I think the other way clinicians can deal with the low positive HSV serology results is to make confirmatory testing reflexive; if you order an ELISA and the result is a 1.1 to 3.5 you reflex it to a Western Blot. I think it should be reflexed to a Western Blot, but having said that I will add the answer isn’t always clear. We might get a 2.8 on an ELISA and then get an indeterminate Western Blot, for example, which isn’t really rare. There isn’t a perfect solution but reflexive testing is a reasonable approach. Sometimes we don’t get a clear answer for people. They can have an indeterminate Western Blot for years and a low positive ELISA with no symptoms, so we really don’t always know if people have herpes or not and that drives them nuts…and I don’t blame them.
When should a clinician do serologic testing for HSV-1?
We do it for both HSV-1 and HSV-2, because HSV-1 can technically be an STI.
The reason we often do it is to determine discordancy. If a couple comes in to my practice and are requesting an STI screen and one is positive for HSV-1 and the other is negative, that can be helpful to know. By knowing they are discordant for HSV-1 it’s useful because the person who is HSV-1 positive may want to consider doing some protective mechanism, be it suppressive therapy, more condom use if they notice genital lesions, or if they know as a child they had a cold sore they may want to think about being more aware of that for oral sex. 40% of our new cases of genital herpes are due to HSV-1, so I think knowing a person’s HSV 1 status can be a valuable piece of information. Genital HSV 1 is definitely on the increase. Thankfully, it recurs less and sheds less.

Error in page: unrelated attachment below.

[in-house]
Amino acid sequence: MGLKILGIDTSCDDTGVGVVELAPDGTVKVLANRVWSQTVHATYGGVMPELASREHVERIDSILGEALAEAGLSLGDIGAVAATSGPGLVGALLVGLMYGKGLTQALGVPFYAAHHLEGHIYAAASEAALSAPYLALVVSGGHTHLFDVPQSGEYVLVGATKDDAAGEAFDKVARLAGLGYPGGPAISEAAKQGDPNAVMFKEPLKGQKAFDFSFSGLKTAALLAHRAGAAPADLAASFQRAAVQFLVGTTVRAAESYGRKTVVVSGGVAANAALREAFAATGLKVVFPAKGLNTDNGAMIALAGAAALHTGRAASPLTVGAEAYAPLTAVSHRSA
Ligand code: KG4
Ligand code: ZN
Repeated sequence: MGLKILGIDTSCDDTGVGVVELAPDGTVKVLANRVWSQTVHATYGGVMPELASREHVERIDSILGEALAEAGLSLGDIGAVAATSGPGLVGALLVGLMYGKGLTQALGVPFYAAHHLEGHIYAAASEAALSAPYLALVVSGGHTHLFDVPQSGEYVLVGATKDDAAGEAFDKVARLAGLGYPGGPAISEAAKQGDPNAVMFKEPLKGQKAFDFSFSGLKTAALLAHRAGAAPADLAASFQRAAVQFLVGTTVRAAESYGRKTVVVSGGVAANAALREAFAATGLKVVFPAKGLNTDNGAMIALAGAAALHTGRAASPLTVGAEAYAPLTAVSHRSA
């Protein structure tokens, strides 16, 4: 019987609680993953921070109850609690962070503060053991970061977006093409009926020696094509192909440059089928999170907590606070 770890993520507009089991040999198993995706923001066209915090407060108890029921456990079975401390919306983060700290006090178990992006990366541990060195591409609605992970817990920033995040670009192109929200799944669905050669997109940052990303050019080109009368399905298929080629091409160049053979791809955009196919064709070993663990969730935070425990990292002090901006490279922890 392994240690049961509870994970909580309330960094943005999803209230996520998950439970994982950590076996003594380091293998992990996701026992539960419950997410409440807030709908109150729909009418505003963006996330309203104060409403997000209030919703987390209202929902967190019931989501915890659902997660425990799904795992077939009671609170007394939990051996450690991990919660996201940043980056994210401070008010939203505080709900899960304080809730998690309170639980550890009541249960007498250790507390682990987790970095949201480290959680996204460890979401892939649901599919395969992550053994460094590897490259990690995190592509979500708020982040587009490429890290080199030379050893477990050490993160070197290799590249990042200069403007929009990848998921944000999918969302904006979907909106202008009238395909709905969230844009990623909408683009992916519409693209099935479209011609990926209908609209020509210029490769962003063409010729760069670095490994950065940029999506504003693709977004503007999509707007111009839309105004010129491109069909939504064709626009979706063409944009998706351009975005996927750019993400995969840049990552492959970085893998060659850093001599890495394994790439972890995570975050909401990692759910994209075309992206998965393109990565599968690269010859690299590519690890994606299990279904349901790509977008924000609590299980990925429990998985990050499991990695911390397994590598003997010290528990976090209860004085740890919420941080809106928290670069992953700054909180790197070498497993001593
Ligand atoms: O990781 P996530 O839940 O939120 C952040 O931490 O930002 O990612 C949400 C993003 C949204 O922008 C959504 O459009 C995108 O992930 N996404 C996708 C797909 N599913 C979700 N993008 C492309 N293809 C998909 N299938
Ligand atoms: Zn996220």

When we talk with someone whose partner is diagnosed with genital herpes and – as far as we know- they are discordant, they always try to nail us down with “What are the odds I’ll get herpes?” What do you tell people who want you to assess their risk of HSV acquisition?
I say the studies are all over the place about that. A ballpark, average estimate is that male to female transmission without suppression, without regular condom use, with awareness that one is infected and the other is not, is around 10%. Female to male with the same circumstances is around 4%. If you add suppressive therapy it cuts transmission by about half, condoms maybe reduce transmission by about 1/3. Whether the impact of these risk reduction approaches is cumulative we don’t really know. I’d say the key is simply in knowing that herpes is present, so you’re aware of it and can do something about it. But remember, that in a sense, in studies, we are dealing with survivors in discordant relationships. You don’t meet someone in a bar and say “Hi, I’m Terri, I have herpes, and would you like to do a study with me about herpes transmission?” They’ve already been together for quite a while before they make that leap, so they aren’t truly a herpes-naïve couple, right?